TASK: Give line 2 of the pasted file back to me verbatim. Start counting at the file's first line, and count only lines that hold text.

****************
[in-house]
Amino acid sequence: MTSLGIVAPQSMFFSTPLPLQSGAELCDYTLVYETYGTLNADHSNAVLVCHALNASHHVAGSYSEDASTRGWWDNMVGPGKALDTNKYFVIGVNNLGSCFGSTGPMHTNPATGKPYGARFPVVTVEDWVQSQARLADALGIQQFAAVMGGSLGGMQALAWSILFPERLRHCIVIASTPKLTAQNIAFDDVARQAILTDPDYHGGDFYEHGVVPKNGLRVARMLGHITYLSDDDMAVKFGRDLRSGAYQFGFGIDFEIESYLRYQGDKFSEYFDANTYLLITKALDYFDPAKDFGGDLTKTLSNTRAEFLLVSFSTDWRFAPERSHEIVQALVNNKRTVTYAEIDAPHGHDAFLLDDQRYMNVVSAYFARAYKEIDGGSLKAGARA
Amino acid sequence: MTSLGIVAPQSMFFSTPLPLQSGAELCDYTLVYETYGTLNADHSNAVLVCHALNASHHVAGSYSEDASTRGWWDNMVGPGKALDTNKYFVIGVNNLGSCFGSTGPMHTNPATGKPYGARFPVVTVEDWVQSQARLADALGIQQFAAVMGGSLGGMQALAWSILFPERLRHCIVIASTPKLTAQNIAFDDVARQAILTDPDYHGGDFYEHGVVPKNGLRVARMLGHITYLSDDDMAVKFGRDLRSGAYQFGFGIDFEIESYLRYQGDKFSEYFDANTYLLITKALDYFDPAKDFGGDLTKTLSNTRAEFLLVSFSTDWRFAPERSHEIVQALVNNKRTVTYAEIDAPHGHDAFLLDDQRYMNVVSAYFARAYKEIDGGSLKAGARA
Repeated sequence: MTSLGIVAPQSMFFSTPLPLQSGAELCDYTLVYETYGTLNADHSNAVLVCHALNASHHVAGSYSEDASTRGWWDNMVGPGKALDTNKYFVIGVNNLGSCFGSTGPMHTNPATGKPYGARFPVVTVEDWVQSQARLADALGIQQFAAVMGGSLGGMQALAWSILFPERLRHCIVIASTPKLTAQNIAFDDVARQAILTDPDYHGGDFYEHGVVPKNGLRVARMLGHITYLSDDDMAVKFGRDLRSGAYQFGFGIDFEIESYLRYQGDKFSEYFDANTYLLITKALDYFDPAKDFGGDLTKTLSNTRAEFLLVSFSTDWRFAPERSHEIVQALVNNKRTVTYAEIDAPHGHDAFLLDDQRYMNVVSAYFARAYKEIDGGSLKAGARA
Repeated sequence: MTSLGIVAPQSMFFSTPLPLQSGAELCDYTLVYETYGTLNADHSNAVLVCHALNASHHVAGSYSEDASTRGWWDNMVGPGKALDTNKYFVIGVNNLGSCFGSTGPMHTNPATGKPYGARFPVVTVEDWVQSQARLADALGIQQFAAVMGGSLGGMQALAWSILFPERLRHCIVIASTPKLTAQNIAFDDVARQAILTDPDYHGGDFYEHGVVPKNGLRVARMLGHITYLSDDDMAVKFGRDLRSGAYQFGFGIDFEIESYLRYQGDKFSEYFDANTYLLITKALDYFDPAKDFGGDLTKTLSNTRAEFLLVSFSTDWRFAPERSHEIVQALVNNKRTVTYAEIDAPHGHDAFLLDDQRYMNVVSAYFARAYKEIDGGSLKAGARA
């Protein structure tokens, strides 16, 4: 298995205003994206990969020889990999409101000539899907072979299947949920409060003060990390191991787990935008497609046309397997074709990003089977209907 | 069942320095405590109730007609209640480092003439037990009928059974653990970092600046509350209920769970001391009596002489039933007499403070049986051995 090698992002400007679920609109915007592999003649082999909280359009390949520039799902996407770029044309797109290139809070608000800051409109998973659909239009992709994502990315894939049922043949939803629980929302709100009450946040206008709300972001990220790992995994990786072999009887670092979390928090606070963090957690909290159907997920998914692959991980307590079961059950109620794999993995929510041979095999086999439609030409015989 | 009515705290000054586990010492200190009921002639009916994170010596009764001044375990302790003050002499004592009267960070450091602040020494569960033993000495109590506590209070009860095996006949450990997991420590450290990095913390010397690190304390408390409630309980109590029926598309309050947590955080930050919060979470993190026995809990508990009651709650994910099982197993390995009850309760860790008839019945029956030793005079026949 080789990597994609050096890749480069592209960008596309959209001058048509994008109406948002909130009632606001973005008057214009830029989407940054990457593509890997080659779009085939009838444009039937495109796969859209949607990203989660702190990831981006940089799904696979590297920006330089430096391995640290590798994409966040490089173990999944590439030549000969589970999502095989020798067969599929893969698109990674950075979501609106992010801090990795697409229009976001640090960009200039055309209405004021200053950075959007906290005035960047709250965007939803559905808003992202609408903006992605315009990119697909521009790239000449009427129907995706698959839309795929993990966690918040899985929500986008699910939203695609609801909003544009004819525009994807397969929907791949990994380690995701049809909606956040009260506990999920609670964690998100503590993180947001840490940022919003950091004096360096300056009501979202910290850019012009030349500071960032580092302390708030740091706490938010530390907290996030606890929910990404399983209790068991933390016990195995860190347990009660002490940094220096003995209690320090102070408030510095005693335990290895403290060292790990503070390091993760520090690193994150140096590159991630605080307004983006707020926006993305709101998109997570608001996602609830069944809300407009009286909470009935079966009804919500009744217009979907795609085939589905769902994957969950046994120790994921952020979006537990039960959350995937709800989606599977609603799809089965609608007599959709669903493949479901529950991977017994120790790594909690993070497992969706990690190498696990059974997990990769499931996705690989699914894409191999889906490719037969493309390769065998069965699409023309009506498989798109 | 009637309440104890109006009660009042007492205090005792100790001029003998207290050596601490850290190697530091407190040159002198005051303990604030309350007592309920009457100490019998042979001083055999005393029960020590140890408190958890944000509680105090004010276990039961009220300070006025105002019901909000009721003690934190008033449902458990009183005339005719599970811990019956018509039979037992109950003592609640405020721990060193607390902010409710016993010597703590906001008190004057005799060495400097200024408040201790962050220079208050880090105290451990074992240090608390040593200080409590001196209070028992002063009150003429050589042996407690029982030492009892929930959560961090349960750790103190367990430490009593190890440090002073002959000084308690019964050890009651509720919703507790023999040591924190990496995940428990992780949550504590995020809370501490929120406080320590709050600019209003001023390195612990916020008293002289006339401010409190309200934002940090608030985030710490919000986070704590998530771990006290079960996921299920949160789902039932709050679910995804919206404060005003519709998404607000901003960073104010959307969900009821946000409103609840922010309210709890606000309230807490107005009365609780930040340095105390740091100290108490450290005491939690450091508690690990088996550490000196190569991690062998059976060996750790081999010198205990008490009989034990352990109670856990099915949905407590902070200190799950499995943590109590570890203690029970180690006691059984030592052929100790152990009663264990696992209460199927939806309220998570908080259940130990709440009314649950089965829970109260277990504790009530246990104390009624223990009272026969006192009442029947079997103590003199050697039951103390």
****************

Amino acid sequence: MTSLGIVAPQSMFFSTPLPLQSGAELCDYTLVYETYGTLNADHSNAVLVCHALNASHHVAGSYSEDASTRGWWDNMVGPGKALDTNKYFVIGVNNLGSCFGSTGPMHTNPATGKPYGARFPVVTVEDWVQSQARLADALGIQQFAAVMGGSLGGMQALAWSILFPERLRHCIVIASTPKLTAQNIAFDDVARQAILTDPDYHGGDFYEHGVVPKNGLRVARMLGHITYLSDDDMAVKFGRDLRSGAYQFGFGIDFEIESYLRYQGDKFSEYFDANTYLLITKALDYFDPAKDFGGDLTKTLSNTRAEFLLVSFSTDWRFAPERSHEIVQALVNNKRTVTYAEIDAPHGHDAFLLDDQRYMNVVSAYFARAYKEIDGGSLKAGARA